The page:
CNC Motors had an R34 someone wanted to sell before moving and Jordan’s contact got him one of the best “first dibs” in history. Photos began to get sent over text message and they were all showing one of only twelve known Motorex R34s. He immediately consulted Sean Morris—ex-Motorex employee, automotive importer guru, and current owner of Top Rank International Vehicle Importers—and Sean said it looked legitimate. Moving quickly, Jordan called the number on the bond release paperwork to verify the Motorex VIN (intentionally edited out of the photo below) and everything checked out.
With the car purchased and paperwork in-hand for one of the most hard-to-acquire cars in the US, Jordan started taking it apart. The car as it sat was serviceable but also looked all of it’s 19 years old. After consulting with Garage Defend of Japan on just how R34s had their paint applied at the factory and spending thousands on the last available “new” OEM parts (the trim at the base of the driver’s window was $800 by itself, for instance) it was time to carry out the restoration. Every piece of glass and trim was removed, the entire car was repainted to a factory black pearl, and everything was reassembled. The whole process took about 6 months thanks to the work of Dan Hogan at Hogie Shines, and it appears to be worth every penny. According to Jordan, due to the research put in and paint application techniques used, it would be nearly impossible to tell this car was repainted compared to an OEM GT-R.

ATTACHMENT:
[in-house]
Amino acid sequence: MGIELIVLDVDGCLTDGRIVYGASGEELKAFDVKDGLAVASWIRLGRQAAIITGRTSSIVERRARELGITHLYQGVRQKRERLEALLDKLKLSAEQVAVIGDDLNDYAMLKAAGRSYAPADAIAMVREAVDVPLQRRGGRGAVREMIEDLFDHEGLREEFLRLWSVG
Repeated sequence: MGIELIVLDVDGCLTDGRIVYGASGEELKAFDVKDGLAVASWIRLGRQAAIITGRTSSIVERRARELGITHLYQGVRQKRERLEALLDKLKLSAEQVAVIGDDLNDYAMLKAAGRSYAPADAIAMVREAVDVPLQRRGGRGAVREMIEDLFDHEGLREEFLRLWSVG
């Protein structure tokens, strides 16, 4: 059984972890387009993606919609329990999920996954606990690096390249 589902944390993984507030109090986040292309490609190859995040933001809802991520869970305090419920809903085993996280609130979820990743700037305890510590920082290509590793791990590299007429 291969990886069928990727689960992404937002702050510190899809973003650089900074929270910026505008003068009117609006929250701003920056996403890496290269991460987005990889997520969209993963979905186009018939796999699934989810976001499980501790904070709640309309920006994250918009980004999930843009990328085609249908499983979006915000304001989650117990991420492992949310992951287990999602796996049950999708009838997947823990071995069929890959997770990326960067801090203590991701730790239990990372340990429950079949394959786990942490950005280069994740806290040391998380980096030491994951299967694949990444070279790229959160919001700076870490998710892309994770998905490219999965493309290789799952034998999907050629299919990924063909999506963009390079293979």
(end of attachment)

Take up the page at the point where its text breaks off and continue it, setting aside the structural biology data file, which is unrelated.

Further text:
Inside, not much has been changed as the original right-hand drive cockpit was already so well-developed. The orange 320 km/h gauge faces stand out in the otherwise monochrome interior.
Under the hood lays the sleeping beast of an RB26DETT, its twin turbos and true baseline of over 300 horses ready for any spirited driving they may be asked to perform.
Underneath, the V Spec II trim included stiffer suspension, larger Brembo brakes on all four corners, and NISMO LMGT4 wheels Jordan wrapped in meaty Nitto NT05 tires ready and willing to transfer the RB’s power to the pavement.
While the whole ordeal took Jordan about 10 years to go from initial research on a move to Canada, to owning the fully restored version in these photos, it just goes to show—good things come to those who wait, prepare and strike while the iron’s hot… at least that’s how we think the saying goes.